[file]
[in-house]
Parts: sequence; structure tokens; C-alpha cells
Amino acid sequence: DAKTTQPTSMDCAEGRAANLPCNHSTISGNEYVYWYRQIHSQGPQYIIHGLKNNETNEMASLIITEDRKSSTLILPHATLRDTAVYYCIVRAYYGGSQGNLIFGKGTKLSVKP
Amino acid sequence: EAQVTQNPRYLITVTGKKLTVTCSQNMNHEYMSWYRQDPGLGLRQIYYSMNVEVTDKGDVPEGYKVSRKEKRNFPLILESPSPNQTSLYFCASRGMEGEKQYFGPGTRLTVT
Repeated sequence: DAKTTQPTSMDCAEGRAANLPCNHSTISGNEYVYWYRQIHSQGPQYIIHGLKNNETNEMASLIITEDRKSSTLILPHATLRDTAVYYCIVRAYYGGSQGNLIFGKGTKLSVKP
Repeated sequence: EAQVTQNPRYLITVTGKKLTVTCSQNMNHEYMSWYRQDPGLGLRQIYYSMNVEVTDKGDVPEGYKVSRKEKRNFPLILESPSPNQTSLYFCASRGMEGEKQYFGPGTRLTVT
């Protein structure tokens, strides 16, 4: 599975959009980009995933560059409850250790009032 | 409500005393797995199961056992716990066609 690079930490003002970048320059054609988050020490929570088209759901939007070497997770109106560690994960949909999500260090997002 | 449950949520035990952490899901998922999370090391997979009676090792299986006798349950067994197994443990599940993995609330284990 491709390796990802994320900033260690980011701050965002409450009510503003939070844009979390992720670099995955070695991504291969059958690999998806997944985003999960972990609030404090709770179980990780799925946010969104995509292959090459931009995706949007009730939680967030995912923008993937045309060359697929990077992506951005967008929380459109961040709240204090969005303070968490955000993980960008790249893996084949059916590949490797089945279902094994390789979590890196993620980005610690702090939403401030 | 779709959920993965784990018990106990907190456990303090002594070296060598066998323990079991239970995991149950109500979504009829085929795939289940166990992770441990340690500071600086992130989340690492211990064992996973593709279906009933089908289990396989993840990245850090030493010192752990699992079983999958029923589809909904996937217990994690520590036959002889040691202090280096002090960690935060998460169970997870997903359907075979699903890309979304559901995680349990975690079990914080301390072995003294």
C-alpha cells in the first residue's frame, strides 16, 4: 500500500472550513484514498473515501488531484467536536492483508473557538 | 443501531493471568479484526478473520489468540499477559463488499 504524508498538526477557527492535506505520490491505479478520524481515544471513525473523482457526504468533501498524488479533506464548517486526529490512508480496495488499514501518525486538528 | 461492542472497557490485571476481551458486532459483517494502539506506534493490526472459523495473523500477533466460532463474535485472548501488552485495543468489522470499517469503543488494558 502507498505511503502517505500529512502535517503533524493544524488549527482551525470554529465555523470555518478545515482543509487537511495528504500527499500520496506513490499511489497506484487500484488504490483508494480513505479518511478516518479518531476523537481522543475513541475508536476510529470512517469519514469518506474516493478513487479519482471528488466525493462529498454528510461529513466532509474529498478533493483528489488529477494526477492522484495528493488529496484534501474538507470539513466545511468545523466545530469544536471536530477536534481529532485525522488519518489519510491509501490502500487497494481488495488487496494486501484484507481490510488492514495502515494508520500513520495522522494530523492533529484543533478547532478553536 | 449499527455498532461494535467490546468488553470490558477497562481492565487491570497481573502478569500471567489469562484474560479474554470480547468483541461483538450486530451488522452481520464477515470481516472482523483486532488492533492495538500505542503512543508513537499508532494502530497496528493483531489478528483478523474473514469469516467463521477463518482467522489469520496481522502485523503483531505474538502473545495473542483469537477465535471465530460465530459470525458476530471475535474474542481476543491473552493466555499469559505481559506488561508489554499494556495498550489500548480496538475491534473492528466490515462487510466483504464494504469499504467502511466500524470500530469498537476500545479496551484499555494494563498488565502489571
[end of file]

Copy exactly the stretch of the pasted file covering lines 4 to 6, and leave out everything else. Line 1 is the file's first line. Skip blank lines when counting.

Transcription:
Amino acid sequence: EAQVTQNPRYLITVTGKKLTVTCSQNMNHEYMSWYRQDPGLGLRQIYYSMNVEVTDKGDVPEGYKVSRKEKRNFPLILESPSPNQTSLYFCASRGMEGEKQYFGPGTRLTVT
Repeated sequence: DAKTTQPTSMDCAEGRAANLPCNHSTISGNEYVYWYRQIHSQGPQYIIHGLKNNETNEMASLIITEDRKSSTLILPHATLRDTAVYYCIVRAYYGGSQGNLIFGKGTKLSVKP
Repeated sequence: EAQVTQNPRYLITVTGKKLTVTCSQNMNHEYMSWYRQDPGLGLRQIYYSMNVEVTDKGDVPEGYKVSRKEKRNFPLILESPSPNQTSLYFCASRGMEGEKQYFGPGTRLTVT